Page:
Fostering a Digital Marketplace that Respects User Privacy and Identity

The Information Trust Exchange Project — Editors, researchers, technologists, entrepreneurs and journalism advocates taking on the task of making a new market for digital information. Governed by a public-benefit consortium. Committed to respecting individual identity and privacy.

Protected: Pocantico pre-convening discussions

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LINK: Running references to GDPR resources  "Understanding GDPR" -- a Swiss tech company's founder and colleague explain Elie Auvray, the founder of Swiss technology company Jahia has co -authored with a colleague a set of narrative slides explaining their view of...

A briefing about how the ITEGA ecosystem could work

Blockchain is a metaphor for doing things in a decentralized and distributed manner as much as possible. The approach we have supported for the news industry is one in which there is a shared service for authenticating users, and vendors who run within that shared...

Blockchain and ITEGA: Moving from Metaphor to Marketplace

If “blockchain” is largely a metaphor for such operating principles, then ITEGA at this stage is very consistent with the gestalt of the blockchain movement, once you get beyond the very abstract and application-unspecific technology of chains of data blocks that are...

Follow the new ITEGA page on Facebook

Without adtech, the EU’s GDPR (General Data Protection Regulation) would never have happened. But the GDPR did happen, and as a result websites all over the world are suddenly posting notices about their changed privacy policies, use of cookies, and opt-in choices for “relevant” or “interest-based” (translation: tracking-based) advertising. . . . Simply put, your site or service is a violator if it extracts or processes personal data without personal permission.

EXCERPT FROM BELOW: "The digital advertising industry is in crisis: ad fraud is rife, many online ads are never even seen and ad blocking software is threatening to undermine the internet's fundamental business modeL . . . Digital advertising has lost credibility, say many observers, and unless the industry can sort itself out, we may all end up paying for content." Says Sven Hughes, chief executive of "psychometric" marketing company Verbalisation: "We've basically been sitting on an industry that for 20 years has been selling rubbish. It's really in trouble…it's falling apart."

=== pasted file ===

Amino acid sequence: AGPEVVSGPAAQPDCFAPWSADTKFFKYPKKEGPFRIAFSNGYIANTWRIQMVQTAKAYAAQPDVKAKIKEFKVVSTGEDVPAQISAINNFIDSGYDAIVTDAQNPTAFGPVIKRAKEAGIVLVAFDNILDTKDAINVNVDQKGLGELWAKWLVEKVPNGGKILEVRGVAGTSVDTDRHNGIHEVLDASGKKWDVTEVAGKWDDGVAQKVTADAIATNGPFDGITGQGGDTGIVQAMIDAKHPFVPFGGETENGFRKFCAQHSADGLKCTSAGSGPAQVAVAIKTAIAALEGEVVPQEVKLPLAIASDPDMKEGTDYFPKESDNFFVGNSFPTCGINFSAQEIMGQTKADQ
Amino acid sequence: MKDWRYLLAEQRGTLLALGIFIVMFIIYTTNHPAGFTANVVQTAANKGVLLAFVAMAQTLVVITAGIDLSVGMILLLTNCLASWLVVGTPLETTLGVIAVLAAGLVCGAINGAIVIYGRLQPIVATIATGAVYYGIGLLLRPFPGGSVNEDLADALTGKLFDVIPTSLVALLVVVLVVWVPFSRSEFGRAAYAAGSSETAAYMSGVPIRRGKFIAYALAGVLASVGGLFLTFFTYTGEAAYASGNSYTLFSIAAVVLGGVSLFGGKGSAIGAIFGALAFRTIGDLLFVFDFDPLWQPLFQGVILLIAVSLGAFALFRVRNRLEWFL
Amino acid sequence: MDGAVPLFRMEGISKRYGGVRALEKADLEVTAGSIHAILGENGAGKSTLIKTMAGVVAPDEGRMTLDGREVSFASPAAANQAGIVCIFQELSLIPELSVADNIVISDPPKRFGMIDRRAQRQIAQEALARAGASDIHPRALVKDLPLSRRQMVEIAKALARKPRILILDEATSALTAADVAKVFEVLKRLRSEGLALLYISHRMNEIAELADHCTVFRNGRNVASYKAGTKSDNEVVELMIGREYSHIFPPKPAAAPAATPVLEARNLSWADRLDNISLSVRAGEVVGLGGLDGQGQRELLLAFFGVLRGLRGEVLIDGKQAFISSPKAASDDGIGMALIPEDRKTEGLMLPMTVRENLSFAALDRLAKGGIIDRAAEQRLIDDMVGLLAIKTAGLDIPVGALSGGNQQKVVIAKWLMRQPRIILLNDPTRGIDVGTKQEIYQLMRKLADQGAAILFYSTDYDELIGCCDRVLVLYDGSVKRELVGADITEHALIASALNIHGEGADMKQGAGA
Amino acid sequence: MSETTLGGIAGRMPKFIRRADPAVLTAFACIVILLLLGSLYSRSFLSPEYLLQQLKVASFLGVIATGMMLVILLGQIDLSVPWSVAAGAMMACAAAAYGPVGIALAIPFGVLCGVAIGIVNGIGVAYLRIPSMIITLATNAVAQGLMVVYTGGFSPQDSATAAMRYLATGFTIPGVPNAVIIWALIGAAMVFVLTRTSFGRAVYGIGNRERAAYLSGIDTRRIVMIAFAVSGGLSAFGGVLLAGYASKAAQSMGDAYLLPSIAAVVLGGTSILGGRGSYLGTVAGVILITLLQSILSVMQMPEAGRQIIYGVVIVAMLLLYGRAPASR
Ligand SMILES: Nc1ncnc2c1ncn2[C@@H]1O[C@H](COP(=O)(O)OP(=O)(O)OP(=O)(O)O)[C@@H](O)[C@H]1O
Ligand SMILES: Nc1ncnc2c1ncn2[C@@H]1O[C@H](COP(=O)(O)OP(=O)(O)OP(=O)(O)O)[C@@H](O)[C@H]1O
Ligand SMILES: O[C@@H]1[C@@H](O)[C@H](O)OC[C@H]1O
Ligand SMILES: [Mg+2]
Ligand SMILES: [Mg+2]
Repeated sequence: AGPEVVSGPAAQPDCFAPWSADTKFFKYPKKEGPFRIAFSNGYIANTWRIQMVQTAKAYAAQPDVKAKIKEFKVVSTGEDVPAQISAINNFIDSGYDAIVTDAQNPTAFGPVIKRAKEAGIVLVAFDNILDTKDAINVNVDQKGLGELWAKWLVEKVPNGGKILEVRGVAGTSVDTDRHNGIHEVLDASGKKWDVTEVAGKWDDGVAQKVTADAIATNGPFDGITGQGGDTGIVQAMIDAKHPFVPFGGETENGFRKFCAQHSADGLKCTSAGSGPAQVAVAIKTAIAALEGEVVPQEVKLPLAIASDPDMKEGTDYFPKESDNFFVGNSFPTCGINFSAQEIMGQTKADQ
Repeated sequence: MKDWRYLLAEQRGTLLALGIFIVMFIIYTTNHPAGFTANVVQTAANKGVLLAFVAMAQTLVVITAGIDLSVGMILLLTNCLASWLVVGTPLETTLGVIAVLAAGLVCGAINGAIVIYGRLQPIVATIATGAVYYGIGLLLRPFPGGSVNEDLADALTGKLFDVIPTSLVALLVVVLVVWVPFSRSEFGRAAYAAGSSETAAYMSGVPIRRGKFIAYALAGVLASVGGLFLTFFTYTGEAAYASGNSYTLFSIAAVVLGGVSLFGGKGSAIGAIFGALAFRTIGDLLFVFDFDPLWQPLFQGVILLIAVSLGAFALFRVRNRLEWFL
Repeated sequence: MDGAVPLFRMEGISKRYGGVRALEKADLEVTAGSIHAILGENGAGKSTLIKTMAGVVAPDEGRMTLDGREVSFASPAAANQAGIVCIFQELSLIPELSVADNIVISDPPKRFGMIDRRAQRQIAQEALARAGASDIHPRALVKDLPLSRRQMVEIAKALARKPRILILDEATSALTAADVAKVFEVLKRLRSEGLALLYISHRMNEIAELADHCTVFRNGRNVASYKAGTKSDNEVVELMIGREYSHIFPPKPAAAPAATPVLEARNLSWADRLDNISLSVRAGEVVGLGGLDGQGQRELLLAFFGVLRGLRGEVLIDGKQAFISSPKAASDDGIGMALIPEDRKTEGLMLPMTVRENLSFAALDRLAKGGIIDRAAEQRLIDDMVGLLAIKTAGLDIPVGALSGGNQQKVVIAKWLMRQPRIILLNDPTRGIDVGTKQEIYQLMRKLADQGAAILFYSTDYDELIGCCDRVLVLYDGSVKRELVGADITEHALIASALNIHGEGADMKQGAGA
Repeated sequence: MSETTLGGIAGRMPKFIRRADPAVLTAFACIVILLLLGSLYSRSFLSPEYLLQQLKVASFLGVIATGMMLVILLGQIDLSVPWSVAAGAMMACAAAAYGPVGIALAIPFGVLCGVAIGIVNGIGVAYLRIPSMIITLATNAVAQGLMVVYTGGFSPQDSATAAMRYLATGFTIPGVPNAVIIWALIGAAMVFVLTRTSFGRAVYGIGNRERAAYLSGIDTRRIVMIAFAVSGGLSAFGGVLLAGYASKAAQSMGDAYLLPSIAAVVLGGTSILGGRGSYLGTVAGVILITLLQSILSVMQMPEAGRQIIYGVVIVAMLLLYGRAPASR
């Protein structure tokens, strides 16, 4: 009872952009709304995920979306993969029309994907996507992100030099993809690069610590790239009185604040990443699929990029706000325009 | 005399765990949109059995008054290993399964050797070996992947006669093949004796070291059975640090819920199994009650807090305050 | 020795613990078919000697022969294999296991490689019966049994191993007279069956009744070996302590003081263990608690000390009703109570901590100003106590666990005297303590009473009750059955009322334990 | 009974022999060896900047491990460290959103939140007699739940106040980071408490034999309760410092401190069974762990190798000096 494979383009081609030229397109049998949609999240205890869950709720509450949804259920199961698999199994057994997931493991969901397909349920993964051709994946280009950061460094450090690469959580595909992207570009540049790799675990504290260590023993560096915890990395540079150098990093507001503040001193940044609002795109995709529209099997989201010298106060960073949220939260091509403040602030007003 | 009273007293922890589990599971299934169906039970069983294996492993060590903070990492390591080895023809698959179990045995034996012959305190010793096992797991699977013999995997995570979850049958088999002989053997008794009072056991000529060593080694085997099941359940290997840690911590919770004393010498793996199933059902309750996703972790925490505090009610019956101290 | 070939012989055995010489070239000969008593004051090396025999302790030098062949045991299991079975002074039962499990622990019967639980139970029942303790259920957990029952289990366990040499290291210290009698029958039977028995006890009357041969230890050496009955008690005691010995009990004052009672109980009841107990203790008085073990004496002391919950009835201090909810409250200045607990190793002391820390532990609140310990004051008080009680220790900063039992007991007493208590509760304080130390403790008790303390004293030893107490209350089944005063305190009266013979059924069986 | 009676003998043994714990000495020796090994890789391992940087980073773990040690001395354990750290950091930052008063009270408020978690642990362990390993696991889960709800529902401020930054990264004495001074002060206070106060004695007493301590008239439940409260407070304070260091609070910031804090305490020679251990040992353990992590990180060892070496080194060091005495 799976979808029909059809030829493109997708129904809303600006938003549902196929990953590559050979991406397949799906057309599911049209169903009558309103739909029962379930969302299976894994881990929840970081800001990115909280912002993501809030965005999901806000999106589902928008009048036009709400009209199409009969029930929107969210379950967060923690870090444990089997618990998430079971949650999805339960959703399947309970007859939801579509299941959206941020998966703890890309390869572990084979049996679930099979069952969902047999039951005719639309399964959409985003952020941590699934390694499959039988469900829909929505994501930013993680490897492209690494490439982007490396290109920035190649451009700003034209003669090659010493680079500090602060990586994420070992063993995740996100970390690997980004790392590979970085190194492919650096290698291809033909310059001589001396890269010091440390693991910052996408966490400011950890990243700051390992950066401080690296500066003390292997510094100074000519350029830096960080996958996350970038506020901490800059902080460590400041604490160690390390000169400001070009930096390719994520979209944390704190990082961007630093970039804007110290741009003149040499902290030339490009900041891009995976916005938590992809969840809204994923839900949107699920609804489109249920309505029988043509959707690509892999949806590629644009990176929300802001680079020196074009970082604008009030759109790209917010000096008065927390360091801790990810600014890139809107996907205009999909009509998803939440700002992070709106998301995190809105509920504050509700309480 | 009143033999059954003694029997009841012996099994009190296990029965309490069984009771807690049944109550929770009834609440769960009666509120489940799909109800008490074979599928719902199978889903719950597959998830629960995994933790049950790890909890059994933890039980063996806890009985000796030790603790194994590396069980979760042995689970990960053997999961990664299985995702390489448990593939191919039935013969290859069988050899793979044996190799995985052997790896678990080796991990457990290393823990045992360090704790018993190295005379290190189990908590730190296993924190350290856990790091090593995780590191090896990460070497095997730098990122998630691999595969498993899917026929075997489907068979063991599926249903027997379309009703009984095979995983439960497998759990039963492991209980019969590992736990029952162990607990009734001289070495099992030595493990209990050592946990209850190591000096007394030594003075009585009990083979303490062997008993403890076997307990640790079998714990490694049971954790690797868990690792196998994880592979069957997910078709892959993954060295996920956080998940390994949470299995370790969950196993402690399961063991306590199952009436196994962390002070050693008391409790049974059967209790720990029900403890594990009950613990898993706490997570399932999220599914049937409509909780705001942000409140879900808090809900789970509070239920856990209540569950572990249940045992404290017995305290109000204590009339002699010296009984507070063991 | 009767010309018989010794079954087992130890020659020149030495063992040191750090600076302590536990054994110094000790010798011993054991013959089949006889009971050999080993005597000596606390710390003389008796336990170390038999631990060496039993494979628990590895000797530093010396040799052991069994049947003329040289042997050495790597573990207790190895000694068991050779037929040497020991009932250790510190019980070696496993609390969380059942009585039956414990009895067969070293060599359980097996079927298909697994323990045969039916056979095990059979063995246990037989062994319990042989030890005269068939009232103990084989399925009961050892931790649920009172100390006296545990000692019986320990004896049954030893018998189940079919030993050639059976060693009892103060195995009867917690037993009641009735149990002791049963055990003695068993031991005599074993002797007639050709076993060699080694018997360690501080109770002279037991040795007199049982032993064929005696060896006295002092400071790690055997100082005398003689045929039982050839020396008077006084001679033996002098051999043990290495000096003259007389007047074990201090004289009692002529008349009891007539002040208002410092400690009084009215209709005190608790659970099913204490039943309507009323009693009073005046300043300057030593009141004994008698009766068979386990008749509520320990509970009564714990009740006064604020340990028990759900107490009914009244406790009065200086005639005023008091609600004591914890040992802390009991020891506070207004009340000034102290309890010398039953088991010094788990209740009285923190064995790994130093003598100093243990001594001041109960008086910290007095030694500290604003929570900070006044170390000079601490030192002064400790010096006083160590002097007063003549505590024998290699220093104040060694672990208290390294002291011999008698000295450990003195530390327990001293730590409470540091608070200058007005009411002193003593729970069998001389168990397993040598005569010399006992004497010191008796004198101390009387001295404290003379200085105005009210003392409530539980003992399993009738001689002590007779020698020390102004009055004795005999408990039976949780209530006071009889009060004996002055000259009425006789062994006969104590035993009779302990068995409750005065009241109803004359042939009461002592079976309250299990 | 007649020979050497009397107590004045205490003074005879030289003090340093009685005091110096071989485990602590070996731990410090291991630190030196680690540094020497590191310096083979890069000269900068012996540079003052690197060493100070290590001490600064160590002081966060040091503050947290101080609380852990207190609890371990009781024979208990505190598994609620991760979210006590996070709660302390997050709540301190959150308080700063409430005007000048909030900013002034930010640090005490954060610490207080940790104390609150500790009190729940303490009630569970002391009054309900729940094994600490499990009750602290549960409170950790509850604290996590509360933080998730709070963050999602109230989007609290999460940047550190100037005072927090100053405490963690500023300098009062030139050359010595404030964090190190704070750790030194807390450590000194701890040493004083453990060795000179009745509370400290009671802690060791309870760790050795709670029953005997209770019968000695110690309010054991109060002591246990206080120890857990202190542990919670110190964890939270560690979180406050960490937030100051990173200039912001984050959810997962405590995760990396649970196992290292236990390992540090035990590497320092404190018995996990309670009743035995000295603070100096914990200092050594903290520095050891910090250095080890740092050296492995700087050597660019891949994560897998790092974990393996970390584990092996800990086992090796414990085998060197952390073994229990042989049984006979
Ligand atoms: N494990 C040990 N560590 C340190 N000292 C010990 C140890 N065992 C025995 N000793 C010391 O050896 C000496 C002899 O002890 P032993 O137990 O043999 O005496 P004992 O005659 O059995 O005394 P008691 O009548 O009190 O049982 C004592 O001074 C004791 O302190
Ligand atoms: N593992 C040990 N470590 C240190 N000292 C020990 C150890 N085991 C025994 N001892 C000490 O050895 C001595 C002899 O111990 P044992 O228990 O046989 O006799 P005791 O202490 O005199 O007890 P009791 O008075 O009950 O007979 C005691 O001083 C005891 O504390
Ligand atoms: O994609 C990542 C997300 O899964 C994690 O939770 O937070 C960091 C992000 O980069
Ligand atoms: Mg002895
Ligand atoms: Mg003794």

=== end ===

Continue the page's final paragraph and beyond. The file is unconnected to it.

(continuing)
PAGE FAIR SEES FACEBOOK AS HEADED FOR TROUBLE IN EUROPE OVER ITS HANDLING OF GDPR SO FAR -- PageFair, the Irish-based "white-hat" ad-tech firm, is posting about teh tactics of Facebook as it stuggles with GDPR. PageFair's Johnny Ryan writes:

"This note examines a Belgian court ruling against Facebook's tracking and approach to consent. Facebook and adtech companies should expect tough sanctions when they find themselves before European courts - unless they change their current approach to data protection and the GDPR. Facebook is playing a dangerous game of “chicken” with the regulators. First, it has begun to confront users in the EU with a new "terms of service" dialogue, which denies access to Facebook until a user opt-ins to tracking for ad targeting, and various other data processing purposes."

PUBLISHER WEBSITE MAKES PUBLIC LETTER TO GOOGLE CEO IN TUSSLE OVER WHO CONTROLS USER DATA AND WHO IS OBLIGATED TO OBTAIN PERMISSION TO USE IT --- European news publishers have sent a public and sharply critical letter to Google objecting over its terms of compliance with the GDPR, a copy of the letter publishered to the Digital Content Next website reveals. Basically, Google is seeking publishers to obtain users consent (e.g. for personalized ads) on behalf of Google, yet publishers have liability for any findings of non-compliance.

"Under your proposal, in providing certain digital advertising services to publishers, you assert that Google will be a controller of the personal data it receives from publishers and collects on publisher pages, and that Google will make unilateral decisions about how a publisher’s data is used. As a controller, Google will need its own legal basis to process that personal data under the GDPR. Your proposal notes that Google intends to rely on consent for its legal basis and you will require publishers to obtain legally valid consent on behalf of Google for its processing of personal data as a separate and independent controller which you directly benefit from, yet you decide how and when that data may be made available to others and do not provide any details about how the data will be used by Google. "

WHY SHOULDN'T PUBLISHERS BE WILLING TO ACCEPT A 'FIRST-PARTY' RELATIONSHIP WITH USERS/DONORS/SUBSCRIBERS? -- One wonders about the rationale of major publishers pushing back on Google's request that they ask users for permission to use their personal data. It's a golden opportunity to re-establish a relationship that help with identity, trust -- and information commerce.What are we missing here?